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June 9, 2014

Hamas-Fatah Unity Deal Raises Many Questions

On Monday June 2nd, a transitional Palestinian unity government was sworn in based on an agreement reached between Fatah and Hamas. The government, which is headed by Palestinian Authority Prime Minister Rami Hamdallah, consists of representatives from Fatah and so-called independent “technocrats” who appear to be not directly affiliated with Hamas. The agreement requires elections to be held within six months.

Although the US administration rushed to publicly say it “would work with” the new government, even they have acknowledged there are many questions regarding the practical implications and viability of this unity government. After all, similar past reconciliations, including the 2011 Cairo Accord and 2012 Doha Declaration, both of which are cited as a basis for parts of the current agreement, quickly fell apart.

Hamas Flag

Hamas Flag

At this very early stage, it is foolish to predict how the arrangement will work in practice, and especially whether free and fair Palestinian elections will indeed be held in six months. In fact, in the days since the agreement was signed, there have been public disputes over financial issues between Hamas and Fatah, and security forces of both parties have detained and arrested officials from the other. Hamas retains its control over a highly trained and well-armed terrorist paramilitary force, and an arsenal of rockets and missiles which it has used to target Israeli civilians. Will the Palestinian Authority security forces be deployed in Gaza and will Hamas lay down its weapons? If not, how can the pledge by President Abbas to adhere to the Quartet conditions be taken seriously?

Middle East analyst Ehud Yaari argues that by entering into the unity agreement, Hamas is following the so-called Hezbollah model. Similar to Hezbollah in Lebanon, Hamas gets political legitimacy and maintains its intimidating and brutally effective military force through their Izz al-Din al-Qassam Brigade. Indeed, Hamas’s security forces are larger and better equipped than the Palestinian Authority’s, and the unity agreement makes no mention of Hamas disarming the al-Qassam Brigade.

Other difficult questions about the unity agreement that remain murky include what role the so-called technocrats will play in setting policy for the new government, how much influence Hamas’s leadership will actually have in the Palestinian Authority’s policy making, and if or how financial support to the PA from the US and other international donors will be applied in Hamas’s stronghold over Gaza.

Regarding the independent technocrats, there are likely two reasons why Palestinian President Abbas decided to include them as opposed to actual Hamas officials. First, Abbas calculated that the US and others in the international community would almost certainly reject a Palestinian government which included Hamas, a State Department designated Foreign Terrorist Organization. And second, there are internal Fatah concerns about granting Hamas significant influence within the Palestinian Authority, and how it could undermine Abbas and Fatah’s standing among Palestinians.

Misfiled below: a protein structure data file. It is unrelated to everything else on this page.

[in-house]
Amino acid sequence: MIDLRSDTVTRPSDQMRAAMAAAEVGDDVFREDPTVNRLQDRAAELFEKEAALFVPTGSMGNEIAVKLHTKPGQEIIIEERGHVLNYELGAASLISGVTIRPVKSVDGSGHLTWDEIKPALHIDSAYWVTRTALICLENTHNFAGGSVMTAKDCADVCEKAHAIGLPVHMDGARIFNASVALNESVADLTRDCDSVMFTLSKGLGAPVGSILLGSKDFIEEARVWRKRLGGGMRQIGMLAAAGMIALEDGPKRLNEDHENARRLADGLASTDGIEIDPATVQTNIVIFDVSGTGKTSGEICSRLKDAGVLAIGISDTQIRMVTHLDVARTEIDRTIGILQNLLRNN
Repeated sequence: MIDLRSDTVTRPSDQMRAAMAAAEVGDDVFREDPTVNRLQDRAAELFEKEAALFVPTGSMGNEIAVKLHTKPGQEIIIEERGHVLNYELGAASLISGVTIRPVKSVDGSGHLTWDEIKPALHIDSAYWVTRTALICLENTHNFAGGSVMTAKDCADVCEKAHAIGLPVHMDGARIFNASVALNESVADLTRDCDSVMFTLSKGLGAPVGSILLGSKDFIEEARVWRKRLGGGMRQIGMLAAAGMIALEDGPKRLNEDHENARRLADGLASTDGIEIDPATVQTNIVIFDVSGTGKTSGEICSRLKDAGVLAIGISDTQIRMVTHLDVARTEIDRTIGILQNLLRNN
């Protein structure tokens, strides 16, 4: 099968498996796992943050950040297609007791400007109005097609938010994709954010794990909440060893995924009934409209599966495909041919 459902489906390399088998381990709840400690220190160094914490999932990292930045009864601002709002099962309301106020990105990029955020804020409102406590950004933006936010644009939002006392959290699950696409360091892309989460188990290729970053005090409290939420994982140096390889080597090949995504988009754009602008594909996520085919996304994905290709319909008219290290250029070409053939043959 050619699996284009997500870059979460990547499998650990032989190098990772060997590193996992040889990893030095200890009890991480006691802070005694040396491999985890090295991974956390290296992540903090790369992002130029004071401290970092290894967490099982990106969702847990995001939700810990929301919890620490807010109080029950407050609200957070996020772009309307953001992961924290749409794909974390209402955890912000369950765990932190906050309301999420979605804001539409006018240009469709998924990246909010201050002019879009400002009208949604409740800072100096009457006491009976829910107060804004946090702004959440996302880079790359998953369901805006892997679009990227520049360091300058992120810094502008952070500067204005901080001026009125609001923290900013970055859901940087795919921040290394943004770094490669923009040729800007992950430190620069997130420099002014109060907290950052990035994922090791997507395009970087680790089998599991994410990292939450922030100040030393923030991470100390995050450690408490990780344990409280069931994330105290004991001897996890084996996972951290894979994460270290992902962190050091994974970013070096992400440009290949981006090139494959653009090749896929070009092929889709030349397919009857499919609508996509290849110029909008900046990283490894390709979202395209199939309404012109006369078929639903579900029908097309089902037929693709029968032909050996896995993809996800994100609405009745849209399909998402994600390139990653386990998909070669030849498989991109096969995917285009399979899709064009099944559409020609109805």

Yet even without its direct participation, Hamas’s backing of the new government raises serious questions about President Abbas’s desire and ability to pursue a peaceful end to the Israeli-Palestinian conflict. Despite Palestinian Authority claims that Hamas’s acquiescence to the unity government is sufficient to establish its acceptance of the international community’s criteria for engagement – which includes renouncing terror against Israel, acknowledging Israel’s right to exist and accepting existing Israeli-Palestinian agreements – no senior Hamas official has ever made such a public pronouncement. In fact, when asked recently about the unity deal, Hamas leader Ismail Haniyeh stated emphatically that Hamas would continue its “resistance” efforts against Israel, even in the face of an agreement.

Thus far, the US administration has little or nothing to say about all of these open questions.

One last big question remains – what if new elections are held in the next six months and Hamas wins again, just as it did in 2006?

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May 22, 2014

Palestinians Welcome Pope Francis To Bethlehem With Anti-Semitism

On Sunday, when Pope Francis celebrates mass in Bethlehem’s Manger Square, he may be confronted with billboards depicting Jesus being attacked by Israeli soldiers.jesus-palestinian-pope-israel

This not-so-subtle modern day version of the deicide is transparent classical anti-Semitism in the guise of criticism of Israel.  The posters are a product of The Palestinian Museum, which announced that at the request of the Palestinian Authority (PA)’s Supreme Presidential Committee for Church Affairs, it had prepared special billboards to decorate Manger Square which “combine recent media photographs of the Palestinian landscape and its people with Western baroque paintings of biblical scenes.”